How does the opportunity card work?

“We rely on language skills, qualifications and experience to bring motivated and talented people to Germany,” says Interior Minister Nancy Faeser (SPD). The basic requirement is at least two years of vocational training or a university degree in the country of origin and language skills in German or English.

Depending on language skills, professional experience, age and connection to Germany, interested parties receive points that entitle them to receive the Opportunity Card. Points are also awarded for qualifications in shortage occupations. With the card, non-EU foreigners can then come to Germany and then have one year to look for a permanent job. Under certain conditions, a one-time extension of two years is possible.

And what is new about the Western Balkans regulation?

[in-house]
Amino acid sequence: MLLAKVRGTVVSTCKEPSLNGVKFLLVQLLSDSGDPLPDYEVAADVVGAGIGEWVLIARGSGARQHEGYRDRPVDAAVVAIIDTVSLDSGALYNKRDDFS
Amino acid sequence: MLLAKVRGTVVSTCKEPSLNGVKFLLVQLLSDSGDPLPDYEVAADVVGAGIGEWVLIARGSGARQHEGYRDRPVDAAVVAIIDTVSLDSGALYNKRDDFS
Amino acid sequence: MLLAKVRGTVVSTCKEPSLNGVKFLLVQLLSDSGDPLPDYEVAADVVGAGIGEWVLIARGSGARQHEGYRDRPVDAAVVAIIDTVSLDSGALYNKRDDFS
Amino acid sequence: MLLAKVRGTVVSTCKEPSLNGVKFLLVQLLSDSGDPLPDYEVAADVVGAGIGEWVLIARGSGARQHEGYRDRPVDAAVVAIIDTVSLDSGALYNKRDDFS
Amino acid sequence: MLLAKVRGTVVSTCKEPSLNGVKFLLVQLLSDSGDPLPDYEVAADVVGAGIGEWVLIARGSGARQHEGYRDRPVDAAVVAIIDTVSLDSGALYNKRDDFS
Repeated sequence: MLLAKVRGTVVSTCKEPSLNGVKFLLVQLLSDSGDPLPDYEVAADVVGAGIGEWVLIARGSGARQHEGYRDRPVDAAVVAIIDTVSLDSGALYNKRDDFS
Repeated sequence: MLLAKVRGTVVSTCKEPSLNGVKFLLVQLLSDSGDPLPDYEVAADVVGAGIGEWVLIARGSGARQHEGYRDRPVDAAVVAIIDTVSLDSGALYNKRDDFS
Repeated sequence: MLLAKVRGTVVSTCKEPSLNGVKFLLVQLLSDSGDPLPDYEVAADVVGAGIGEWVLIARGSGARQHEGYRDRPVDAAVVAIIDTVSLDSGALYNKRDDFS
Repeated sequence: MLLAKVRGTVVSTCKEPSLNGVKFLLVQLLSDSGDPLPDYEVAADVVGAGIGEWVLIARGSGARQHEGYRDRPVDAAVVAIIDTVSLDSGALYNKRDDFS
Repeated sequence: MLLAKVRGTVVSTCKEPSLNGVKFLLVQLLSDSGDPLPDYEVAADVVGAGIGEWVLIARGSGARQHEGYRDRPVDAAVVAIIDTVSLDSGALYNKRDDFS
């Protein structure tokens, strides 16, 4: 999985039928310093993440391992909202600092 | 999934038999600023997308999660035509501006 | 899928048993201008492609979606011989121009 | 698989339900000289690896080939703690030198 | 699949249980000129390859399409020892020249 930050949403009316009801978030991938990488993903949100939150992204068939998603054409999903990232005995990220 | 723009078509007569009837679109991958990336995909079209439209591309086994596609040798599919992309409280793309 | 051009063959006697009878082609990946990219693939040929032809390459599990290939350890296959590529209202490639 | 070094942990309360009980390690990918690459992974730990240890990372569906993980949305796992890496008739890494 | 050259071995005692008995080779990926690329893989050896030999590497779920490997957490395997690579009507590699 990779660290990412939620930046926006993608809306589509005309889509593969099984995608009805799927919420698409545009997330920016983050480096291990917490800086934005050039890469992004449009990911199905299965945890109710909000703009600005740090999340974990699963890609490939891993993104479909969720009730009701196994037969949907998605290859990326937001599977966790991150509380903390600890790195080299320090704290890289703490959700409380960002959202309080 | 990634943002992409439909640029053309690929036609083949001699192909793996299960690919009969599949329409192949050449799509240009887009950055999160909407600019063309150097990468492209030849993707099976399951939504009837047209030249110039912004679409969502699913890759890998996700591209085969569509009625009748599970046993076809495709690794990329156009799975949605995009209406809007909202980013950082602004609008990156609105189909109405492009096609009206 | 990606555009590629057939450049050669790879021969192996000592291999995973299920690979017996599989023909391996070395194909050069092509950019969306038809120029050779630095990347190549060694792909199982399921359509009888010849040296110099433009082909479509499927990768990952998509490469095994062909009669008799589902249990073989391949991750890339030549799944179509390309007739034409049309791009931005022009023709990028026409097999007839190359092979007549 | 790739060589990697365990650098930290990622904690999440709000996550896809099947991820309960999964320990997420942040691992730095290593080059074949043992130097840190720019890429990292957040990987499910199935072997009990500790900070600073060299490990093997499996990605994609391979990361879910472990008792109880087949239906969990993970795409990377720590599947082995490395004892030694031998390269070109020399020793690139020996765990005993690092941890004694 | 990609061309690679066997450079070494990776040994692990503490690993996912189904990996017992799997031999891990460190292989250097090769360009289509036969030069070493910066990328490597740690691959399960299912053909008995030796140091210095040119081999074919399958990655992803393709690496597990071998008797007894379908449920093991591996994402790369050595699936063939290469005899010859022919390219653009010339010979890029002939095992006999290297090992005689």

This regulation facilitates access to the German labor market for nationals from Albania, Bosnia and Herzegovina, Kosovo, North Macedonia, Montenegro and Serbia. To date, the Federal Employment Agency has issued 25,000 permits per year for workers from these countries who have a job offer. This quota is to be doubled to 50,000 permits per year.

Hasn’t the Skilled Immigration Act been in existence for a long time?

In fact, Germany has had a skilled worker immigration law since March 2020, which the black-red coalition passed to promote the influx of qualified workers from non-EU countries. According to experts, its effect has been limited, on the one hand because of the travel restrictions caused by the corona pandemic, and on the other hand because of the still high bureaucratic burden for migrant workers.

Last November, the first part of the reform of the law decided upon by the traffic light coalition came into force. The first stage mainly included simplifications for the “EU Blue Card” and for recognized skilled workers.

And what has been in effect since March?

The possibility of residence for foreigners based on practical work experience – a core element of the law on skilled worker immigration. Skilled workers with a degree and professional experience can enter and work in Germany without a prior recognition procedure. They do not have to have any training that is recognized in Germany. This is intended to reduce bureaucratic effort and shorten procedures.